YouTube Will Pay $100 Million to People Who Make Popular Videos for Its TikTok Competitor

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  • YouTube is launching a fund to pay its most popular users on its Shorts product, which aims to compete with popular video app TikTok.
  • The company's new social network platform, which uses short-form videos, is garnering 6.5 billion daily views, according Alphabet CEO Sundar Pichai.
  • YouTube joins Snap and TikTok in using a creator fund to court influencers.

YouTube announced Tuesday a $100 million fund that will pay the most popular creators on its nascent TikTok competitor, Shorts.

"The Shorts Fund is just the first step in our journey to build a long-term monetization model for Shorts on YouTube," the company said in a blog post. YouTube added the fund will be launched in the coming months.

The fund comes as Google-owned YouTube tries to grow its user and creator base for its short-form video product, which is the company's answer to mobile-first social media competitors like TikTok, Snap and Instagram's Reels. YouTube is the latest to use a designated creator fund to try and court influencers on its mobile platform.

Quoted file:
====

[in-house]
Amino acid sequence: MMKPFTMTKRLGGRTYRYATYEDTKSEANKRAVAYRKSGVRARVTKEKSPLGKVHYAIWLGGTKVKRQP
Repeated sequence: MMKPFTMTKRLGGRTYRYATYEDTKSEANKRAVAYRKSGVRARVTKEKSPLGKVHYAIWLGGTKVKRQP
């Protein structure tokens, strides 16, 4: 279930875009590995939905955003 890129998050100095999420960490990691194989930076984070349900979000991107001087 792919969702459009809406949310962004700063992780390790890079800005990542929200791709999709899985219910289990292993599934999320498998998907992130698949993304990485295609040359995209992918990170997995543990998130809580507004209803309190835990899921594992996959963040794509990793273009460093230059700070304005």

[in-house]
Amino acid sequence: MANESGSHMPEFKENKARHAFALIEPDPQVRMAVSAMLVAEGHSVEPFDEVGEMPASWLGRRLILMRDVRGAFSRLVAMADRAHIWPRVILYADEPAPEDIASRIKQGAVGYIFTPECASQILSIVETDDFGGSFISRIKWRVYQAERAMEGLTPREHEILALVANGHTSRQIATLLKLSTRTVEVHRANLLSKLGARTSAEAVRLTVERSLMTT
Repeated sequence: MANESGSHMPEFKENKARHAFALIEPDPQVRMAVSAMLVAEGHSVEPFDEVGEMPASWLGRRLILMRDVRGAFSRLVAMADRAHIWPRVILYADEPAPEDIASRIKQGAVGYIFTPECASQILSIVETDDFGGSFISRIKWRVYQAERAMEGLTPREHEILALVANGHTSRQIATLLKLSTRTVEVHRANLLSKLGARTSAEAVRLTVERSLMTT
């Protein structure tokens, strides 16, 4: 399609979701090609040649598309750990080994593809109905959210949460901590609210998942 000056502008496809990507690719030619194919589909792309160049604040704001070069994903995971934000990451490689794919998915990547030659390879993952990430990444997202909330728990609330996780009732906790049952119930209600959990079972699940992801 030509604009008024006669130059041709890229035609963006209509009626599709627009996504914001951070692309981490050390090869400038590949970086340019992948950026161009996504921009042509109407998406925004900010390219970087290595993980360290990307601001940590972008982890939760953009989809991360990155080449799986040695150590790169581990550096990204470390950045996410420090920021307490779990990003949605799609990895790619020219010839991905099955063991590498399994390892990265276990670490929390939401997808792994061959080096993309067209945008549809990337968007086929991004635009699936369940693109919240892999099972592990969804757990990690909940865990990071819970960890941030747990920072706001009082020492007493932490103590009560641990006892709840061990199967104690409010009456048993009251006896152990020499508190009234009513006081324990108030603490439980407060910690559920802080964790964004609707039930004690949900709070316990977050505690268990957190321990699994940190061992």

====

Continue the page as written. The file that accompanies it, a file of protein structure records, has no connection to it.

In its first-quarter earnings report, Google-parent Alphabet said YouTube brought in $6.01 billion in advertising revenue during the quarter. That's up nearly 50% on a year-over-year basis from $4 billion.

Alphabet CEO Sundar Pichai said on the company's earnings call that Shorts is garnering 6.5 billion daily views globally. The company declined to provide more recent statistics for global and U.S. user bases. YouTube launched Shorts to all U.S. users earlier this month, after launching in beta at the beginning of the year.

The company said it will distribute the $100 million creator fund beginning in the coming months and through 2022.

Anyone is eligible to participate in the fund by creating "unique" Shorts that "delight the YouTube community,"  according to the blog post. YouTube said it'll reach out to thousands of creators every month who received the most engagement and views. It'll also ask those creators to share feedback on the platform.

A company spokesperson declined to share details about how much creators can earn, or the metrics that will determine who gets paid, and said that the company would release more information in coming months.

YouTube said eligible creators don't have to be a part of its Partner Program, its existing program that lets creator monetize their YouTube videos.

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